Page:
"As training examples, we have a quarter million game records from professional players. What this has given us is a large number of training examples with each position, and then the next move that actually got made by a professional.
"Of course, not all the possible Go positions will turn up in these quarter million game records, so we have to be able to interpolate. So what happens is that the computer tries to learn the value of each move in each position.
"When a professional player makes a move, he's effectively telling the computer that the move he made is better than any of the other 200 or so moves he could have made. If we get enough of this kind of information, we can start to evaluate different moves, and learn what good moves are."
According to Graepel, it's essentially about data-mining. "The way we then use this is not to make the decision of which move to make, but to prune down the tree. Say there's 200 moves we can make in our specific scenario: we use our machine learning to prune down our options, because most of these moves, a professional player wouldn't even consider, right?
"Our system predicts that, prunes them out of the tree, and then suddenly only 20 moves are left, which makes it a lot easier for the computer to search through."
So how does Graepel, who characterises himself as an advanced Go player, rate The Path of Go as a an opponent? "I think it's getting closer to the human Go experience," he says. "But we're building on a lot of research from the computer Go community – stuff that's already been published and written about – so it's not the case that we've made a huge AI breakthrough here, where only we have contributed to it.
"I think it's actually quite amazing at times, though. When you've been involved in building something, and it makes a move that you didn't expect, or that defeats you, you get this funny feeling about having created something that can in turn surprise you."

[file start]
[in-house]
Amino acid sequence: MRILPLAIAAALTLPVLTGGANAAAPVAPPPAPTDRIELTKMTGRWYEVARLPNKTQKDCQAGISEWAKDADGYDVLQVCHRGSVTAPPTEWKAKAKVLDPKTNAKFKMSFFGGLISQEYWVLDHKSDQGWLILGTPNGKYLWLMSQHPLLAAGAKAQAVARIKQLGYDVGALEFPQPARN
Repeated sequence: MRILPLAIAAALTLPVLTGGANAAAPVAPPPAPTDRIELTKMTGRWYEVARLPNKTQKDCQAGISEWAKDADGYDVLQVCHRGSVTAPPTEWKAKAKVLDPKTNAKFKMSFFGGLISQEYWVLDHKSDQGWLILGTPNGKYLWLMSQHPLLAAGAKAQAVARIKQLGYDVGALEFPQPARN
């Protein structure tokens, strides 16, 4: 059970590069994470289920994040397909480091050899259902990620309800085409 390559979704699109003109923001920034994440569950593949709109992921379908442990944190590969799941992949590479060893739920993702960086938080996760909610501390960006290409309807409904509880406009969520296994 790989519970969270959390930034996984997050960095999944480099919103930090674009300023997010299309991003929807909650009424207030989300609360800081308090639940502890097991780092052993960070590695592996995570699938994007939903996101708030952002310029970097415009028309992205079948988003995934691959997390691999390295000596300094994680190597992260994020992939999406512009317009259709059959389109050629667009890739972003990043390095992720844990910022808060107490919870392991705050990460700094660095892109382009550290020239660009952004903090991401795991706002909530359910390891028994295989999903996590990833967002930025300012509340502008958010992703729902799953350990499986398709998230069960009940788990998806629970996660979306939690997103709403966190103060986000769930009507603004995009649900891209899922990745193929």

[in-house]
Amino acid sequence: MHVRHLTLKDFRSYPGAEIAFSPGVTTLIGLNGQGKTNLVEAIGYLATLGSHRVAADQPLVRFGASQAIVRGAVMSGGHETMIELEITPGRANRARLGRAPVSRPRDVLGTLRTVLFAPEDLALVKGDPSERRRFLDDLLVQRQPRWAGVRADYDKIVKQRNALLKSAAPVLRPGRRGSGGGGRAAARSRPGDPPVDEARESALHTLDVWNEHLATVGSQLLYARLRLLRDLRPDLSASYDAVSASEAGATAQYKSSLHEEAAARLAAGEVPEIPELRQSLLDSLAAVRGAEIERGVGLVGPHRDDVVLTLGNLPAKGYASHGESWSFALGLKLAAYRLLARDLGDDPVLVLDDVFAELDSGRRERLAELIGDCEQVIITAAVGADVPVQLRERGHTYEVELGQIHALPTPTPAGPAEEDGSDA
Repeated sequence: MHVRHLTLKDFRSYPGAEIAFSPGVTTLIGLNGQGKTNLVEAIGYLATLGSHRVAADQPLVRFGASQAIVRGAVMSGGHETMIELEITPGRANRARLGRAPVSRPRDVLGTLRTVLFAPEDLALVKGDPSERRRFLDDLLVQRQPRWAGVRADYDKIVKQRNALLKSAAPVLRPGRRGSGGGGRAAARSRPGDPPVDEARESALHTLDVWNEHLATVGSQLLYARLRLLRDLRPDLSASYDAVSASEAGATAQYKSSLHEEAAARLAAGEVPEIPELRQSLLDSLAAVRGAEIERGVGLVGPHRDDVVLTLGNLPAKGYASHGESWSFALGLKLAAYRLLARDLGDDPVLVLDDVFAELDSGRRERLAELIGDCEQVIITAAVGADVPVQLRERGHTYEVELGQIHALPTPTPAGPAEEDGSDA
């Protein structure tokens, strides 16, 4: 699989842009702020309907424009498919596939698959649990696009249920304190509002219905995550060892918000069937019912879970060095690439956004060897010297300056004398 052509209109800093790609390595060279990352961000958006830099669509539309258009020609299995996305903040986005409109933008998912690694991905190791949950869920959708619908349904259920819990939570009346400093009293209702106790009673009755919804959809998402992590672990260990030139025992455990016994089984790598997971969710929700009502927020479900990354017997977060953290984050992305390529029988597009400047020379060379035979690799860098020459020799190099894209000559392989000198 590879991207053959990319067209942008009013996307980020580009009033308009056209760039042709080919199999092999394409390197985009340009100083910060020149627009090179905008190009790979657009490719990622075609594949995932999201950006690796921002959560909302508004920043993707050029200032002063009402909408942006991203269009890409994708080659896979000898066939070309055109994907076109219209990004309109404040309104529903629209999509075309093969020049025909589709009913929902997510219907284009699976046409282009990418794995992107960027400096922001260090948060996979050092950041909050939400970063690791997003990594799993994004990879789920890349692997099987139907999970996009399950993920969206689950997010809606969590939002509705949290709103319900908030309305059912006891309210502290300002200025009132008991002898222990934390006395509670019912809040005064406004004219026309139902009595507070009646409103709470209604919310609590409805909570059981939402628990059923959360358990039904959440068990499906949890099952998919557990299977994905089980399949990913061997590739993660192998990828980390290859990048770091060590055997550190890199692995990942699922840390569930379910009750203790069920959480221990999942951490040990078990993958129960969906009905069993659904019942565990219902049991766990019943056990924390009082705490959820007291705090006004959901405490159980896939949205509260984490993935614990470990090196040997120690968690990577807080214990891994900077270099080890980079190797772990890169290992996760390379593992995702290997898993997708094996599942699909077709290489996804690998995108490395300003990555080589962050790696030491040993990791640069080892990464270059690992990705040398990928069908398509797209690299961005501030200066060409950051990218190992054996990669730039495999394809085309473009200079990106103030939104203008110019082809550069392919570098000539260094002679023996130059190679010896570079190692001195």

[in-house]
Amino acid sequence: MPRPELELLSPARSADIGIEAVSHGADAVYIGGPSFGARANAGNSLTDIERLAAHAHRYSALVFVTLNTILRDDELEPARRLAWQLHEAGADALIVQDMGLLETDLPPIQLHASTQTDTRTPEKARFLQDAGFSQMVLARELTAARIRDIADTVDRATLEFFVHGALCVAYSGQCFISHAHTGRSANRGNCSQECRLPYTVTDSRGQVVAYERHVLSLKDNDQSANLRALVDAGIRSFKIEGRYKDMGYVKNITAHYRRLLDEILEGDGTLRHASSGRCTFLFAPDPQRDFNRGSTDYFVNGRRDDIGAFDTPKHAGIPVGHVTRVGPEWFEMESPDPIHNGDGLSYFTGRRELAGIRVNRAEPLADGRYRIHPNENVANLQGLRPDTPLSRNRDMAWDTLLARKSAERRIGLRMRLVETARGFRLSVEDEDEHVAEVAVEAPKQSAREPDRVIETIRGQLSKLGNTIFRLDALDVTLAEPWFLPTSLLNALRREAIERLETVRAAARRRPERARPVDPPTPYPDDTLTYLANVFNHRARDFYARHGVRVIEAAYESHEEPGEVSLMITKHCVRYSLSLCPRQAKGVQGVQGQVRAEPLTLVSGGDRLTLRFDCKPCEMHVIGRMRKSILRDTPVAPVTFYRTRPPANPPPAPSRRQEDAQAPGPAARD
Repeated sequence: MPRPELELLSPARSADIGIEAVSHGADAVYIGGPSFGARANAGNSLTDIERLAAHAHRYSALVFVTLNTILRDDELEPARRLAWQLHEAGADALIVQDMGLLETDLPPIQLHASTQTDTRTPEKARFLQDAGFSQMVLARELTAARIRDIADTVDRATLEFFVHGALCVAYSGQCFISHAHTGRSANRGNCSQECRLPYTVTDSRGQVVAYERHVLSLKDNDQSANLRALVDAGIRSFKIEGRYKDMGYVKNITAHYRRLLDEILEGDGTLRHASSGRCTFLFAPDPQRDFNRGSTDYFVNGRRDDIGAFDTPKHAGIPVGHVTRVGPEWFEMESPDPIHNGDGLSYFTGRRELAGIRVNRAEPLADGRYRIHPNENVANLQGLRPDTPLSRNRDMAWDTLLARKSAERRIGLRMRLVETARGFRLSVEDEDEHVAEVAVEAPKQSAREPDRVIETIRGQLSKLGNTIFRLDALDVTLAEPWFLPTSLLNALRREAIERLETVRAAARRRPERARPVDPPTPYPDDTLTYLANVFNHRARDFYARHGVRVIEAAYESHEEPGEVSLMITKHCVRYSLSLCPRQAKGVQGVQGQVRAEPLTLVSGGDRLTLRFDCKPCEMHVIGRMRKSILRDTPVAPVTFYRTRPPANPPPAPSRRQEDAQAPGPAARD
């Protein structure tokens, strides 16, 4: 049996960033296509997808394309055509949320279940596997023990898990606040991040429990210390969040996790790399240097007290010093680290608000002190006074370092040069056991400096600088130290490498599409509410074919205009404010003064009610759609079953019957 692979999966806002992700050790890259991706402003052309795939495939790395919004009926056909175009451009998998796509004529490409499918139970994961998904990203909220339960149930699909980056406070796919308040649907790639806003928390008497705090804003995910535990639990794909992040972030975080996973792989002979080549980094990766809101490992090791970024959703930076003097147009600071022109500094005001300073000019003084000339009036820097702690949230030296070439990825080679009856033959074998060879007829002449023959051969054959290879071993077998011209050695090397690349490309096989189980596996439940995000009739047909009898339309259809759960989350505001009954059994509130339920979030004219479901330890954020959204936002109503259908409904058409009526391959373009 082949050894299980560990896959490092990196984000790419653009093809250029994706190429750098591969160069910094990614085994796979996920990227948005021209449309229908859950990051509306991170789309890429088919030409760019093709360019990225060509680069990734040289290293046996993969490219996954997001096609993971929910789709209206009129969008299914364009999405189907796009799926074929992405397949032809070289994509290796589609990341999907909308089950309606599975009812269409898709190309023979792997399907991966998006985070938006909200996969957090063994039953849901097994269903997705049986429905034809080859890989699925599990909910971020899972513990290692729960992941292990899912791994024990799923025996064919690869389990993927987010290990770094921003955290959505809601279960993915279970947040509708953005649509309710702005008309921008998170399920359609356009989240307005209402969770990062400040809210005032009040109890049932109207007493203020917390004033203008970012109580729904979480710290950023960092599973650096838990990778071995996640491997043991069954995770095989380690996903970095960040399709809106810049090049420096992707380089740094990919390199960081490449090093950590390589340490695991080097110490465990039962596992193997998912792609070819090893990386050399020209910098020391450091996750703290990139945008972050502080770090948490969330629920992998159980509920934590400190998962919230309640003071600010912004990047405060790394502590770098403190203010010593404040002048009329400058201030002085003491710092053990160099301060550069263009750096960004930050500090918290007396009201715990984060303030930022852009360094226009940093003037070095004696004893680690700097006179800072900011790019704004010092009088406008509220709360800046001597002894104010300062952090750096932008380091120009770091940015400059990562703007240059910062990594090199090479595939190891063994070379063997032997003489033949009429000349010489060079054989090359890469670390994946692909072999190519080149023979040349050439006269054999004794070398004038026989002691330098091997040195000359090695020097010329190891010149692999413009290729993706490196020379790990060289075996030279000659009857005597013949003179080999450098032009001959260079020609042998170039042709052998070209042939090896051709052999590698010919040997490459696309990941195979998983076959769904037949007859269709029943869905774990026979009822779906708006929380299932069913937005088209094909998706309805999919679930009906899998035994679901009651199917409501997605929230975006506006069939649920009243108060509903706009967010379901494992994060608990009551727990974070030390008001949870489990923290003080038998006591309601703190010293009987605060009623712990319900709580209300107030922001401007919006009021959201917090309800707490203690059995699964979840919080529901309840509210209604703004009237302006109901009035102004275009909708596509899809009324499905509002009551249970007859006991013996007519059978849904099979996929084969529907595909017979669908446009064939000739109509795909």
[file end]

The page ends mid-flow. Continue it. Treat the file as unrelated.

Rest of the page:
What Graepel and his colleagues can take sole credit for, however, is solving the third and oft-forgotten social problem facing Go: the fact its ancient take on deep simplicity can make it a terrifying prospect for new players used to games in which the goal is far more obvious, and the tactics are a little more comprehensible.
With a surprisingly engaging single-player story mode tucked in alongside online and local multiplayer, The Path of Go will both teach the you the basic game from scratch, and key you into just a few of its hidden depths along the way.
And with a lovely tactile method of stone placement, a range of grand masters to play against, and the option to switch to larger board sizes, it's as complete a package as you could hope for. Achievements? Check. Avatar support? Check. Picture of a pagoda on the start screen? Check.
If that's still not enough to intrigue you, I asked Graepel for a few starter tips for anyone looking to get into this ancient and intoxicating game. "You mean other than getting yourself a copy of The Path of Go on the Xbox 360?" he replied, proving once and for all that having a doctorate in Physics doesn't mean you can't make it as a door-to-door brush salesman too.
"There are a few things. Firstly, play on a small board. Maybe even 7x7. That will reduce the complexity and really help you get your footing. The second thing is, it's good to have a good player explain it to you, but then to explore the game with another beginner. It's too frustrating to play against a strong beginner early on.
"Finally, there's a variant of the game called Capture Go, that's often taught to players first. It's a more fast-paced game, where the winner is the first to capture an opponent's stone. It reduces the complexity of the game much clearer and it allows you to focus on a simple goal. That's my favourite tool for teaching people to play."
Or, as Graepel puts it with a chuckle: "My favourite tool for teaching them the flow of the stones."